February 7, 2023

No Longer the Butler Rather the Owl Did It

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Owls, and perhaps in particular great horned owls, are nothing we humans should want to mess with. According to the Cornell Lab of Ornithology, great horned owls are noted for their ferocity.

Great Horned Owls kill and eat small to medium mammals of many kinds, especially hares and rabbits. They eat mice, rats, squirrels, opossums, woodchucks, bats, weasels, and the occasional domestic cat. Great-Horned Owls also eat skunks, which are sometimes such a prominent part of the diet that both bird and nest may smell of musk. Although mammalian prey typically comprise more than three quarters of the diet, more than fifty species of birds have been recorded as prey. In addition to hunting small songbirds, Great Horned Owls have been known to eat large birds such as grouse, herons, ducks, Canada Geese, hawks (including Red-tailed), and even other species of owl. A woodland with resident Great Horned Owls usually lacks any other raptors in the immediate vicinity.


In March of 2009, outdoor writer for the Bangor Daily News, John Holyoke, crafted an article about how the City of Bangor’s Rolland F. Perry City Forest was the site of attacks on humans by a nearby nesting great horned owl. It appears from this story, as well as others, that these owl attacks were happening from behind and to the heads of the people. OUCH!


In yesterday’s edition of the Bangor Daily News, the same outdoor writer, John Holyoke, picks up his story about the owl attacks on humans of 2009. He tells us that three years after his 2009 story, he did a radio interview with a woman in North Carolina who was interested in the owl attacks. It seems that a North Carolina man had been accused of murdering his wife. The man was subsequently convicted and sentenced to life in prison.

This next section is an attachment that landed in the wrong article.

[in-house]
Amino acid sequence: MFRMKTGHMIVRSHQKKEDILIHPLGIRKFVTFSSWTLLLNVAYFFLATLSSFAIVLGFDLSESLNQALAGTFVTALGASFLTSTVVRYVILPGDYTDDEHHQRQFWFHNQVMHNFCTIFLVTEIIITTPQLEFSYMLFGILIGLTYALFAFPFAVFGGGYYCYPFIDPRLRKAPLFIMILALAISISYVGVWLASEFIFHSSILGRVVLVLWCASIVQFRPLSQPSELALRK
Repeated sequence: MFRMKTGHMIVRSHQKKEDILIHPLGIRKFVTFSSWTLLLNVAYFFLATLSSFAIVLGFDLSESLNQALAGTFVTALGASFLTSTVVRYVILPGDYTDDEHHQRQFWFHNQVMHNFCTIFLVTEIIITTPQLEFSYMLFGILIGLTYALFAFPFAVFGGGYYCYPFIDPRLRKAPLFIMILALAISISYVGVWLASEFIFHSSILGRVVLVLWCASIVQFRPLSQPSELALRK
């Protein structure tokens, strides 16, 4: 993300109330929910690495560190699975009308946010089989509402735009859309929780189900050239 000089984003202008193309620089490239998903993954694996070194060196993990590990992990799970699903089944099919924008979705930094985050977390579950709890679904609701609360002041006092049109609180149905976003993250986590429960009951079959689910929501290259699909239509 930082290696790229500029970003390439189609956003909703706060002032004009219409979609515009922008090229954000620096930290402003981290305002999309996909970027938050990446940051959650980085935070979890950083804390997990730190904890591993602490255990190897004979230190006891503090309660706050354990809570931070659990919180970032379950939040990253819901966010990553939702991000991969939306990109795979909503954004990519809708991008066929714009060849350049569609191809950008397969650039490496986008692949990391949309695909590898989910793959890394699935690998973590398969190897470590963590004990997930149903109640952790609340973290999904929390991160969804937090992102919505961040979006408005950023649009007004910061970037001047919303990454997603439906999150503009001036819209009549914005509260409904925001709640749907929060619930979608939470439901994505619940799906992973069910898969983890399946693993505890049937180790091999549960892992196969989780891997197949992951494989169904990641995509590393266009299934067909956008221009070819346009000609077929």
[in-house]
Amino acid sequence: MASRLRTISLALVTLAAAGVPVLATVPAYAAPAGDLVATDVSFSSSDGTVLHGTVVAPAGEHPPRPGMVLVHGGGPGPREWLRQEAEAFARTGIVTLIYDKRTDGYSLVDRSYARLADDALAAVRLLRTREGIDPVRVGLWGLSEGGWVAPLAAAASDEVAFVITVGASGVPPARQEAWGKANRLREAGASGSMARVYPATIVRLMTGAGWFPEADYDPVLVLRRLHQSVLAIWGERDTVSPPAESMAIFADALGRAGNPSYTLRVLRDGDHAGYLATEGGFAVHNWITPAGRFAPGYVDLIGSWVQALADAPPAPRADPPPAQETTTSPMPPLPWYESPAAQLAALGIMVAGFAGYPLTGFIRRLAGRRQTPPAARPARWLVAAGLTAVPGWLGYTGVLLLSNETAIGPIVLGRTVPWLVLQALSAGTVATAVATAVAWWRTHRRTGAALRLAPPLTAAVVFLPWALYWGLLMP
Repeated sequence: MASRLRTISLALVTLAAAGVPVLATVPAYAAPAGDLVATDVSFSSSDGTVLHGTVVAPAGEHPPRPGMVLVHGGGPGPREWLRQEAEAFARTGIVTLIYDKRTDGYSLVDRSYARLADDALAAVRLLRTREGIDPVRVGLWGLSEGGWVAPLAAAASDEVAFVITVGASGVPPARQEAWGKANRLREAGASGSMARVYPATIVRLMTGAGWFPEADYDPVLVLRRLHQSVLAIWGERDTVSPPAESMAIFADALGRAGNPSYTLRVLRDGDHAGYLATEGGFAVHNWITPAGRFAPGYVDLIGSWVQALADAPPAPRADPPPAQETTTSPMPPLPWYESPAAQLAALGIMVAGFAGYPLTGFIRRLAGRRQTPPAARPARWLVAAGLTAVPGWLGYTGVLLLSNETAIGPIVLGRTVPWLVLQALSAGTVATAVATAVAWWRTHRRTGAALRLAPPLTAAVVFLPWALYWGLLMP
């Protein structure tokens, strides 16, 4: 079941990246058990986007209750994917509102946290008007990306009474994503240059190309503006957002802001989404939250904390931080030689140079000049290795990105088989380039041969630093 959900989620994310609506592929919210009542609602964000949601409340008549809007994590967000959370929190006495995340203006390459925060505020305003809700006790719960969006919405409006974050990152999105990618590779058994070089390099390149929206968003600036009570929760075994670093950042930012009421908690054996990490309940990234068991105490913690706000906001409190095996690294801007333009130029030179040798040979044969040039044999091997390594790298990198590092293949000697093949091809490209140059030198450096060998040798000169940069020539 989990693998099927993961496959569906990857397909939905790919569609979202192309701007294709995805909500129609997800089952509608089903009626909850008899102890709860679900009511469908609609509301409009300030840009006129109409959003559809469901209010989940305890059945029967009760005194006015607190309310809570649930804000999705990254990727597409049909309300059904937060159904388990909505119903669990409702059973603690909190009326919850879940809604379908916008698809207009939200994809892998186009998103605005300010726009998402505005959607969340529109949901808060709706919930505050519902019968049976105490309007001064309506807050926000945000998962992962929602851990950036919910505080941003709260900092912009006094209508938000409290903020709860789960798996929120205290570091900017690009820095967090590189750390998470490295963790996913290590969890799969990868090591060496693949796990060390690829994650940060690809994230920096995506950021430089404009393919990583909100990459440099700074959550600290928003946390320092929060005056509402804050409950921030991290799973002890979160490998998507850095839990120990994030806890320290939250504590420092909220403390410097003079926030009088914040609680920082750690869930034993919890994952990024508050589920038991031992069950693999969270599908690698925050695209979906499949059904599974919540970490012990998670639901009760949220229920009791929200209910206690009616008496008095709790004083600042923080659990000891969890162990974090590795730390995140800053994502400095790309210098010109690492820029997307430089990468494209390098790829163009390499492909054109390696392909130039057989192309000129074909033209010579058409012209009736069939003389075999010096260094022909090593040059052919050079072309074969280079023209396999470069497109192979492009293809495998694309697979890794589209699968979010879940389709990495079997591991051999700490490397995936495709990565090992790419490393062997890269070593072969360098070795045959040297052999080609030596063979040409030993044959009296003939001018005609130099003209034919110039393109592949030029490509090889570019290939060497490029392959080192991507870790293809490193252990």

A neighbor of the victim and the accused, being a lawyer, out of curiosity wanted to examine the evidence in the case. When he did, he found microscopic owl feathers mixed in with the victim’s blood.


On January 31, 2014, the same woman who had interviewed Holyoke back in 2009 created her own Online radio broadcast called Criminal. Her first episode, called Animal Instincts, deals with the case of the man accused of killing his wife. In the broadcast, Phoebe Judge, founder of the radio show, interviews the lawyer neighbor about his investigation into the murder case and includes a short interview with John Holyoke that had taken place previously about owl attacks on humans.


It now appears the accused had his original case vacated due to a technicality and is awaiting a new trial. It appears that this new evidence, along with a theory that the woman was attacked outside her house by an owl and then ran inside and died, will be presented in the new trial.

Can we no longer say, “The butler did it?”

*Note* If you listen to the radio broadcast in its entirety, the second part of the broadcast deals with historic accounts from the 14th and 15th centuries when animals were treated like humans in regards to criminal activity. One case involves a pig that was accused of killing a small boy, was found guilty in a court of law and the judge sentenced the pig to be hung in the public square.

I wonder if anybody ate the pig?